Ancient Printed Books Related to Japan in the Biblioteca Nazionale Marciana (Venice)

Since the beginning of 2009, the department of East Asian Studies of Ca' Foscari University, with the financial support from the European Social Fund (ESF), has been promoting a research project aimed at the re-evaluation of the printed books and manuscripts related to Japan in the Biblioteca Nazionale Marciana (Venice). This material, which includes some rare pieces, may provide scholars with useful insights into a wide variety of subjects, ranging from history to linguistics studies. However, it appears to be scattered amongst many different collections and is not satisfactorily accounted for in existing catalogues. The project aims at locating any book of interest, with the ultimate aim of creating an online catalogue. The catalogue will include, for each book, a bibliographic description, an abstract and a photographical reproduction of the title page (if extant) and it will hopefully be of some help in making the content of the library more accessible to researchers specifically interested in Japan.

The initial stage of research has been focused on ancient printed books. This paper presents these initial results, by illustrating the different typologies of books which have been located in the Library. Firstly, the paper will focus on books dated, roughly, from the second half of the 16th century to the first few decades of the 17th century, and mainly connected with the activities of Christians operating in Japan. This group of books is by far the richest collection and includes: "Avvisi" and letters written by missionaries and Japanese converts (including many "Annual Letters" sent from Jesuit missionaries to the Father General in Rome); "Historie" and travel accounts; some very early studies focusing on Japanese language; and one of the rare extant examples of Kirishitanban. A series of texts related to the first visit by the Japanese embassy members to Europe, who were received by the Holy Father and by the King of Spain in 1585, will also be treated separately. Secondly, the paper will focus on books dated from the second half of the 17th century up to the end of the 18th century, which provides examples of so-called "early Japanology". Lastly, the paper will present books printed during the 19th century, including, mainly, travel accounts and studies focusing on linguistics.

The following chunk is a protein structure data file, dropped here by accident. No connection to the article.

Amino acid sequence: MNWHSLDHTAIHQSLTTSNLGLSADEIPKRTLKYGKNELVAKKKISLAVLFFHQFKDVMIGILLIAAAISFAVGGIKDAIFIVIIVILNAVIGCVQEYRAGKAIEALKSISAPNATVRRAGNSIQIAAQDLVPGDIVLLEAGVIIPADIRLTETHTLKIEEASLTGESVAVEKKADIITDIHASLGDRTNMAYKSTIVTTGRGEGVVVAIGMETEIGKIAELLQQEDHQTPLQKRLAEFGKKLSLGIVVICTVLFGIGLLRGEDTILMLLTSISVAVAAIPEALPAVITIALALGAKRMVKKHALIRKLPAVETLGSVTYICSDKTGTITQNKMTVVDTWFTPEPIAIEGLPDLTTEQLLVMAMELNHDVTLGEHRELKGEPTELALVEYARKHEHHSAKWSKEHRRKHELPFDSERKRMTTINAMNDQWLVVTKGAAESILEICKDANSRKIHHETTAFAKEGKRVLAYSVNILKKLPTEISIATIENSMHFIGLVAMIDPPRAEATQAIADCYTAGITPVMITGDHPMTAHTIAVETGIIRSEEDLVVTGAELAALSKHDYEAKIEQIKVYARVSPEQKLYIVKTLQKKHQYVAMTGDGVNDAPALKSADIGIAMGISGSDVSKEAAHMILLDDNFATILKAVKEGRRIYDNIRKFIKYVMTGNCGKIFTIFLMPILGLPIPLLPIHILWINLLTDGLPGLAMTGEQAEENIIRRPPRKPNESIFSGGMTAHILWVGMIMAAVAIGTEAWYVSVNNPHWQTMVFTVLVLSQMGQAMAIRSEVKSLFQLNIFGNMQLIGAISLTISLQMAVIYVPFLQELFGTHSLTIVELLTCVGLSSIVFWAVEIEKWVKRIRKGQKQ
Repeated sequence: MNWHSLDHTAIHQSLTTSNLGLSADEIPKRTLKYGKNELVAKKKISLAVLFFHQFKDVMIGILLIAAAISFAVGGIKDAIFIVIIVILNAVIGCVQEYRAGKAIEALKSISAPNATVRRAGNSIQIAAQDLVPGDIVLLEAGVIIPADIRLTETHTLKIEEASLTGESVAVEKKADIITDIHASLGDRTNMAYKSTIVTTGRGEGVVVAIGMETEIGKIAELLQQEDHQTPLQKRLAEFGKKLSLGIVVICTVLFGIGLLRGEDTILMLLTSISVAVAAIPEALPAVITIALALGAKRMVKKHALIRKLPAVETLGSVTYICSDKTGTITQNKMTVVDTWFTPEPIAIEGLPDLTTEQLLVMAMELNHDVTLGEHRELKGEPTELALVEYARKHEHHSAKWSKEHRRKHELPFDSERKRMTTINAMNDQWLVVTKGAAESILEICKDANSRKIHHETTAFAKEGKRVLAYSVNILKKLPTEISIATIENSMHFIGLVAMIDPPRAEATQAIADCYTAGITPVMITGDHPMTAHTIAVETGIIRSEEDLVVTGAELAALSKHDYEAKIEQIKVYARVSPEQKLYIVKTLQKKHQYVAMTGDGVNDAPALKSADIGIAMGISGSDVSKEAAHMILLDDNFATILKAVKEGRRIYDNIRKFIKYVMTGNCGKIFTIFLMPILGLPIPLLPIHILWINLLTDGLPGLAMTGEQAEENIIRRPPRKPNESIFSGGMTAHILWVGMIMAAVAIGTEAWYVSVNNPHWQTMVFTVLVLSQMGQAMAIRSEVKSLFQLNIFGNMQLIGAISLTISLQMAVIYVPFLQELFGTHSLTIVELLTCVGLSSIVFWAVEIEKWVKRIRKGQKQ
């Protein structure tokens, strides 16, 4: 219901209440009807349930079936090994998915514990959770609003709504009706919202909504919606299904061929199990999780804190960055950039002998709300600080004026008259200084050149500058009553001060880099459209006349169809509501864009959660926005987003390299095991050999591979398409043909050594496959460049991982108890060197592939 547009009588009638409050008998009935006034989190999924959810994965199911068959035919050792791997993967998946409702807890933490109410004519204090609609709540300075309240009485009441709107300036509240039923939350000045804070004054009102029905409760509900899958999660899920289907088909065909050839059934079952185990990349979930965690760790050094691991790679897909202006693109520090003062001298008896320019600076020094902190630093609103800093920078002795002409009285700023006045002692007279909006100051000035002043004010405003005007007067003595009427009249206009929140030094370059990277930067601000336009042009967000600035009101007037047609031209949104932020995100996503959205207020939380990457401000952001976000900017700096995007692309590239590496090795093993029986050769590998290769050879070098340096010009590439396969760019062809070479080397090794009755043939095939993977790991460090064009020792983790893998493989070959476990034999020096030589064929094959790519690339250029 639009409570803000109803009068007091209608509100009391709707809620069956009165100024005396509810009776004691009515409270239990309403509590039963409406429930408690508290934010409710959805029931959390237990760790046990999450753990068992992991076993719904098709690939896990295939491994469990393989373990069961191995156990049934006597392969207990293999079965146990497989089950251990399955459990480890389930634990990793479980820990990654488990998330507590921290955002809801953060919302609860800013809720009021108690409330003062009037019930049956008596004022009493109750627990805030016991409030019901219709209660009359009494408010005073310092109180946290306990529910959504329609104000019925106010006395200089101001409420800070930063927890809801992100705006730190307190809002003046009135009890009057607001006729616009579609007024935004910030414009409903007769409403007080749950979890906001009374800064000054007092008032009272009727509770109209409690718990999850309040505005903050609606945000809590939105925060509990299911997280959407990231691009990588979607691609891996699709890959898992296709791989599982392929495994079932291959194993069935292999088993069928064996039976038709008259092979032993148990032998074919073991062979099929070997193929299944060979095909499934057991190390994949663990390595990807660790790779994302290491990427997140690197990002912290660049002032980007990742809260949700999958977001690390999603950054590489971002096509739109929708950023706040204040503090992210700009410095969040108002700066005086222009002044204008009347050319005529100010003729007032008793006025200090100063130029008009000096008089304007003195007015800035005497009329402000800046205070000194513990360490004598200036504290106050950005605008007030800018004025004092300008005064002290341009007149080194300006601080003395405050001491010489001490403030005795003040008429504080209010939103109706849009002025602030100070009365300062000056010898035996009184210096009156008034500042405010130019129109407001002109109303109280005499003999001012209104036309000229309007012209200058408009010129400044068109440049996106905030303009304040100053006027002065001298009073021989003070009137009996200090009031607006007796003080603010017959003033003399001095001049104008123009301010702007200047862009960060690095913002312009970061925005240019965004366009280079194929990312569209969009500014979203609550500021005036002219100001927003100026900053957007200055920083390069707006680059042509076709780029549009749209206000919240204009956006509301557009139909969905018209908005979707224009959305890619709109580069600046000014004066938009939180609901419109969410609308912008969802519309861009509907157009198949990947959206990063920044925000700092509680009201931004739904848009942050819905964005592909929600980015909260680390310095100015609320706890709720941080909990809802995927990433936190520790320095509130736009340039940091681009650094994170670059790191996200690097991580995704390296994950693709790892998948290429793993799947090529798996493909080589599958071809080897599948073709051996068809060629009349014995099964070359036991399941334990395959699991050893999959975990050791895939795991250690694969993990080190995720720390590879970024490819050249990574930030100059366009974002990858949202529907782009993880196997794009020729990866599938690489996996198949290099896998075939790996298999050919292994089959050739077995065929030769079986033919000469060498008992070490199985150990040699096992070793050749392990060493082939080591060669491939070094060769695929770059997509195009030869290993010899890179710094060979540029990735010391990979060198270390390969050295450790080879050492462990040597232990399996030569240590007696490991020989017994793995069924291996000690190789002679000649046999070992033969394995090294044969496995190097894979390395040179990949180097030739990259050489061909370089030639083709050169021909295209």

Selected examples will be provided for each book typology. The presentation will also offer a thorough reflection about the value of the books, and will try to shed light on the circumstances that led to their acquisition by the Biblioteca Nazionale Marciana and on the meaning of such acquisition.